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This next deck is The Wildwood Tarot, also illustrated by Will Worthington (I love his art style and the decks with his illustrations if you cannot tell). This deck was purchased some years back- I want to say about four or five now. This is the deck I use almost exclusively for Wylde Hunt-inspired readings. If I need to get in touch with nature, my wild side, my spirit guides associated with the Wylde Hunt, etc. these are my go-to. This deck is a bit different. All of the minor arcana are accompanied with a sort of key-word for the card, the court cards are all animals, the suits are different (stones, vessels, bows, and arrows rather than pentacles, cups, wands, and swords), and many of the major arcana are different. For example see The Woodward in place of Justice, or The Blasted Oak instead of The Tower, above.

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As far as the deck I am least connected to (as of right now, at least) goes, it would have to be The Tarot of the Hidden Realm (or Secrets of the Hidden Realm or Tarot of the Hidden Realm? I feel as though I’ve seen the name listed a few different ways, and now I’m feeling like I’m going a little nutty and have been using a wrong name this entire time). This deck is absolutely gorgeous, and I was really excited when I picked it up a few years ago. It seems to come and go in importance for me, though. Not all of the cards have as much of a deep image to probe into as the Will Worthington illustrated decks (which isn’t always a problem, as you’ll see below). Something about the closeness of the people in the images to the foreground of the images and the lack of other imagery (besides the gorgeous Celtic knotwork) makes it difficult sometimes to read the cards. You have to be good at reading the people in the cards for these to really work, and it gets to be difficult at times.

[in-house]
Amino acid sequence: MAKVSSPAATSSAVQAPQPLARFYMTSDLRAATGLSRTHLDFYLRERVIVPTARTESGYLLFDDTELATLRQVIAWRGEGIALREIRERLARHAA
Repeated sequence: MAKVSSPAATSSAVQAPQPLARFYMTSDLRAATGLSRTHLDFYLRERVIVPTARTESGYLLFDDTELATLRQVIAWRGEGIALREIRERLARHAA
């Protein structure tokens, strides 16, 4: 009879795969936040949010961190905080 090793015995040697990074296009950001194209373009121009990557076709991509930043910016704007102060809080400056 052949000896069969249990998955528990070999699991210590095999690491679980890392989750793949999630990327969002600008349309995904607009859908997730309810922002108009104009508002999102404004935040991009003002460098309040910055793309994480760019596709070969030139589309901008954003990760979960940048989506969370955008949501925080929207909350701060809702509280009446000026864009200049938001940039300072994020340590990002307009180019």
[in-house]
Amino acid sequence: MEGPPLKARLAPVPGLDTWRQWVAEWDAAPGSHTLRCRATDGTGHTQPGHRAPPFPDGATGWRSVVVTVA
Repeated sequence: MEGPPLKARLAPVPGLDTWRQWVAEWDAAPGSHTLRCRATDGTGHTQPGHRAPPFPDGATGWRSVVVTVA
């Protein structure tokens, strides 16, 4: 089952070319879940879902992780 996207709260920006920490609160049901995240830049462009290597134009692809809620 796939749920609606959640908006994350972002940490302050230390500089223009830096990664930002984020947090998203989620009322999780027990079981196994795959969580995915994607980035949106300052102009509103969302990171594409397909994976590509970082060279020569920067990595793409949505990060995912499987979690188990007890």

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My current working deck will be quite familiar to those of you who have received tarot readings from me online or in-person over the last several months. I actually purchased The Raven’s Prophecy Tarot as a sort of compromise to not getting Th e Wild Unknown Tarot (this was of course before I realised The Wild Unknown was going to be becoming more easily available very very soon). It had that same sort of scratchy style and strange imagery with bright vibrant splashes of color that had drawn me to the other deck. Its almost complete lack of human faces and the darkness of some of the images have really caused me to do some psyche diving with this deck, and working with them is a challenge in all the right ways. Right now it is my absolute favorite deck, and you will probably be seeing a lot more of it in the future.